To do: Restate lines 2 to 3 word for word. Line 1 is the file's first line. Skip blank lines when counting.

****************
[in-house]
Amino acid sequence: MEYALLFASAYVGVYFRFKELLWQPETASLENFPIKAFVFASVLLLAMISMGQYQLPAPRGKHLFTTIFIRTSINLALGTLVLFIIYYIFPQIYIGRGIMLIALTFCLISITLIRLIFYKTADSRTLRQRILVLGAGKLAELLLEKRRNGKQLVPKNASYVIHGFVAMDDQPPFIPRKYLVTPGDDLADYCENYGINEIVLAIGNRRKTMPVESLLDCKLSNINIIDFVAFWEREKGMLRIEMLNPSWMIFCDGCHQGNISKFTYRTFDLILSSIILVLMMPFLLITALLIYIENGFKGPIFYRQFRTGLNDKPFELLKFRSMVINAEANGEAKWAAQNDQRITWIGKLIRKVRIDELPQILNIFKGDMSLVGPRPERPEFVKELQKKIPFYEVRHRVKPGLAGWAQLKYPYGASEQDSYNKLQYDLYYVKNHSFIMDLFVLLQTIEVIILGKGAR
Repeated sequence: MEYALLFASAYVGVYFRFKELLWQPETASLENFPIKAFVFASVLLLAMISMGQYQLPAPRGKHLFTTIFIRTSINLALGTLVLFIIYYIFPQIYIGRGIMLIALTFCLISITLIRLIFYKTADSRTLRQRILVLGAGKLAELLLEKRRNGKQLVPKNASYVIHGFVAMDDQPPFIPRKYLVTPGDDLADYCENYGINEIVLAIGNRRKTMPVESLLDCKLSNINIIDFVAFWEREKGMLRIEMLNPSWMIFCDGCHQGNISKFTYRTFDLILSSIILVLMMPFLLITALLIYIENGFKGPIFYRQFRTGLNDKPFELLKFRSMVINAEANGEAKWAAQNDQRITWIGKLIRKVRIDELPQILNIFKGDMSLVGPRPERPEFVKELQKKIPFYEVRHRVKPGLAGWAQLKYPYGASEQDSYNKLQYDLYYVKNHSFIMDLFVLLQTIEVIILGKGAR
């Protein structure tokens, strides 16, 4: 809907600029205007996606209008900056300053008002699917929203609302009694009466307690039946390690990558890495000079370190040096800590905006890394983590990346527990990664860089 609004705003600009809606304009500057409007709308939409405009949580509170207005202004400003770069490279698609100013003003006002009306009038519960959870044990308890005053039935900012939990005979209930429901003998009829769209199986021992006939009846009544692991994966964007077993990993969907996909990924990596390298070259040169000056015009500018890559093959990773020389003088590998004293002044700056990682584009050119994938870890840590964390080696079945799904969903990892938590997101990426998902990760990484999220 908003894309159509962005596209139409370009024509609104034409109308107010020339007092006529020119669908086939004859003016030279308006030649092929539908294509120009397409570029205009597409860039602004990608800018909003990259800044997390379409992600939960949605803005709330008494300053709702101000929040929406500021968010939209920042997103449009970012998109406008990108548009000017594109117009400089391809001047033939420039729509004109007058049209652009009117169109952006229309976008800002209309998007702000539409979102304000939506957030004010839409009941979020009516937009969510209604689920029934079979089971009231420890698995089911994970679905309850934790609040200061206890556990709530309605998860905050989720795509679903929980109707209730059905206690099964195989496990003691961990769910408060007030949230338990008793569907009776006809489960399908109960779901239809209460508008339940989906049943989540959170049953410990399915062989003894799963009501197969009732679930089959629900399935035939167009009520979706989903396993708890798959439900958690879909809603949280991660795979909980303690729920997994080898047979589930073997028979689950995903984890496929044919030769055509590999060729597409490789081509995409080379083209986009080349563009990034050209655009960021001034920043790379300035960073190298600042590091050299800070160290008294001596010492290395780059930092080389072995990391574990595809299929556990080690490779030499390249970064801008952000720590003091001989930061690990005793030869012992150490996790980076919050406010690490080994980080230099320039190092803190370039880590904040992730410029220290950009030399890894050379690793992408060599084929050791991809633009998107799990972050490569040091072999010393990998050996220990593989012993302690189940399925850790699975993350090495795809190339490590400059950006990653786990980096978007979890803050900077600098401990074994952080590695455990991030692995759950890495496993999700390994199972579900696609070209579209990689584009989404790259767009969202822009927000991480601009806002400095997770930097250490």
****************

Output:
Amino acid sequence: MEYALLFASAYVGVYFRFKELLWQPETASLENFPIKAFVFASVLLLAMISMGQYQLPAPRGKHLFTTIFIRTSINLALGTLVLFIIYYIFPQIYIGRGIMLIALTFCLISITLIRLIFYKTADSRTLRQRILVLGAGKLAELLLEKRRNGKQLVPKNASYVIHGFVAMDDQPPFIPRKYLVTPGDDLADYCENYGINEIVLAIGNRRKTMPVESLLDCKLSNINIIDFVAFWEREKGMLRIEMLNPSWMIFCDGCHQGNISKFTYRTFDLILSSIILVLMMPFLLITALLIYIENGFKGPIFYRQFRTGLNDKPFELLKFRSMVINAEANGEAKWAAQNDQRITWIGKLIRKVRIDELPQILNIFKGDMSLVGPRPERPEFVKELQKKIPFYEVRHRVKPGLAGWAQLKYPYGASEQDSYNKLQYDLYYVKNHSFIMDLFVLLQTIEVIILGKGAR
Repeated sequence: MEYALLFASAYVGVYFRFKELLWQPETASLENFPIKAFVFASVLLLAMISMGQYQLPAPRGKHLFTTIFIRTSINLALGTLVLFIIYYIFPQIYIGRGIMLIALTFCLISITLIRLIFYKTADSRTLRQRILVLGAGKLAELLLEKRRNGKQLVPKNASYVIHGFVAMDDQPPFIPRKYLVTPGDDLADYCENYGINEIVLAIGNRRKTMPVESLLDCKLSNINIIDFVAFWEREKGMLRIEMLNPSWMIFCDGCHQGNISKFTYRTFDLILSSIILVLMMPFLLITALLIYIENGFKGPIFYRQFRTGLNDKPFELLKFRSMVINAEANGEAKWAAQNDQRITWIGKLIRKVRIDELPQILNIFKGDMSLVGPRPERPEFVKELQKKIPFYEVRHRVKPGLAGWAQLKYPYGASEQDSYNKLQYDLYYVKNHSFIMDLFVLLQTIEVIILGKGAR